• Architecture/design: retailers are hiring well-known architects to create a special and unique atmosphere in their flagship stores (e.g. David Chipperfield, Renzo Piano, Zaha Hadid, Toyo Ito).
• Temples: By temple I mean the new “museums” of Luxury houses, merging art and grandeur (e.g. La Fondation Louis Vuitton by Frank Gehry)
• Customer Service: Best-in-class exclusive customer service and loyalty programs. (Some brands are doing exclusive sales in flats, just for a few customers. Others are coming to your place in or der to provide a “made-to-measure dress or suit”).
Source: La Fondation Louis Vuitton
• Experience: This concept has evolve because of the internet and brands are trying to offer an excellent customer experience in their stores, on the internet, thru their apps, in every single point of contact. This is why everyone is talking about the importance of Omnichannel. Brands are alive and storytelling it’s a must if they want to keep their special approach to their loyal customers.
• Quality: It´s not all about marketing and experience. Quality is still a must in luxury fashion retailers. Customers are looking for handmade items and “Made in” is sacred (above all, Made in Italy and Made in France). This means that luxury retailers still produce most of their collections near shore. Off shore (e.g. China) is used to produce items for the aspirational customer, that is looking for an opening price level. In fact, Luxury retailers have evolved into vertical structured business in order to control the quality across the value chain. From fabric to retailing.
• Exclusivity: Uniqueness is given because of scarcity. This applies to raw materials, (vicugna, the South American camelids that give some of the finest fibers in the world, at a diameter of 12 μm), skilled handmade labor or quantity of production (e.g. Hermés Birkin bag waiting list).
• Designers: Designers are the gods of the industry, with the permission of CEO that understand and make the business “possible”. A designer can destroy or honor a brand. See the case of Moschino revival with Jeremy Scott.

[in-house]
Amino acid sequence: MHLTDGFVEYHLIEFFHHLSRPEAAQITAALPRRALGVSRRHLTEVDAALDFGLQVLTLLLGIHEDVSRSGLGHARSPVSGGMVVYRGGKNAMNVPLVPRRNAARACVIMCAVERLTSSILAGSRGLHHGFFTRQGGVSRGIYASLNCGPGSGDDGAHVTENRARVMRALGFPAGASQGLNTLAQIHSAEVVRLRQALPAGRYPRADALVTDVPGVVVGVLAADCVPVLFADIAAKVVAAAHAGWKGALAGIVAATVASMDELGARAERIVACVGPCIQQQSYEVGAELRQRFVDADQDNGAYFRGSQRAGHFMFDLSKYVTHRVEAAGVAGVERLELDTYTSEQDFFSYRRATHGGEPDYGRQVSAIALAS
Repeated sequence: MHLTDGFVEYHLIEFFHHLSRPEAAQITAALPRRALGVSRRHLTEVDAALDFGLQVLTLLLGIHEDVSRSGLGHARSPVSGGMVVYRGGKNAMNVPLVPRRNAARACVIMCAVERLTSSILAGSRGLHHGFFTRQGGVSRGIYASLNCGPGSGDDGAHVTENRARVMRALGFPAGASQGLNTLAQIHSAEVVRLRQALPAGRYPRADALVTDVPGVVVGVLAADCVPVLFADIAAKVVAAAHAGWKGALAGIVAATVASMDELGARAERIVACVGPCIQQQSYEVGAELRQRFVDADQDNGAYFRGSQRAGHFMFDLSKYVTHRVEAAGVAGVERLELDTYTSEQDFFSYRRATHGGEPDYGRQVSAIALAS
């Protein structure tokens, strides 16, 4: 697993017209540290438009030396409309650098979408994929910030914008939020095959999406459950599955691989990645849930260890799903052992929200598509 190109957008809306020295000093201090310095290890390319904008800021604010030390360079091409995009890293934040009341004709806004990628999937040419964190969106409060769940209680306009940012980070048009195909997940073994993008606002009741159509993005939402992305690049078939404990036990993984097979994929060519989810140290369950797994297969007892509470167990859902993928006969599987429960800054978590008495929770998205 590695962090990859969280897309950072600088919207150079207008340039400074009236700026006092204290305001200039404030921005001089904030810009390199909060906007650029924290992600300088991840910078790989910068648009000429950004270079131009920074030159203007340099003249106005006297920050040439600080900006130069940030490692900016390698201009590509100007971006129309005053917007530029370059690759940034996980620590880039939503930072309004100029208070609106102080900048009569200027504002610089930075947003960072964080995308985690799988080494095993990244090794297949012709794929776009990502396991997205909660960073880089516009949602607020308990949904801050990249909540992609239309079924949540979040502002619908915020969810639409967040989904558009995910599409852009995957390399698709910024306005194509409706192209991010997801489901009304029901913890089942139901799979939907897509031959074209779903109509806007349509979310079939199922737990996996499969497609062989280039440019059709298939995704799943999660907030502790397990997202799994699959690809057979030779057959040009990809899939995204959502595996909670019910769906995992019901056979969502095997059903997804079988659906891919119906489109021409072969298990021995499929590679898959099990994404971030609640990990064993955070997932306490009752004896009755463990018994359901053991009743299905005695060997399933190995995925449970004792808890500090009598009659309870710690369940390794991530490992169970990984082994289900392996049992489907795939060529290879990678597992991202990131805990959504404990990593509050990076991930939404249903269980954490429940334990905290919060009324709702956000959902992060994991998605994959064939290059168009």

• DNA: The fashion industry has something special compared to the rest of industries and this is DNA, roots and the history of their founders. Most of them are centenary, and they keep giving the essence of their founders. All have evolved and adapt to changes, as Darwin would suggest, but all are respectful with their foundation.
Top Luxury Fashion retailers from the pyramid – Illustrative
- Absolute: Hermés, Dior, Channel, Bottega Veneta
- Aspirational: Prada, YSL, Gucci, Dolce Gabbana, Armani, Ermenegildo Zegna, LV, Fendi
- Accessible Luxury: Max Mara, DKNY, Paul Smith, Coach, Michael Kors, Furla
- Premium: Ralph Lauren, Guess
Is this pyramid immutable? No. Brands evolve and consumers also. A bad distribution strategy can have a negative effect on brand perception. This is the case of Ralph Lauren or Michael Kors, two premium brands that are struggling to compete in the luxury market because they are betting to every channel (wholesale, outlets, online…) and they are losing pricing control. When you are selling the same item in different channels, and price is different, customers will react. And Luxury is about uniqueness and if everyone has the same bag, it no longer becomes special. Brand positioning is flexible and to connect to new generations, to have a consistent distribution strategy and to deliver a unique and authentic experience are some of the key elements in order to succeed in the long term.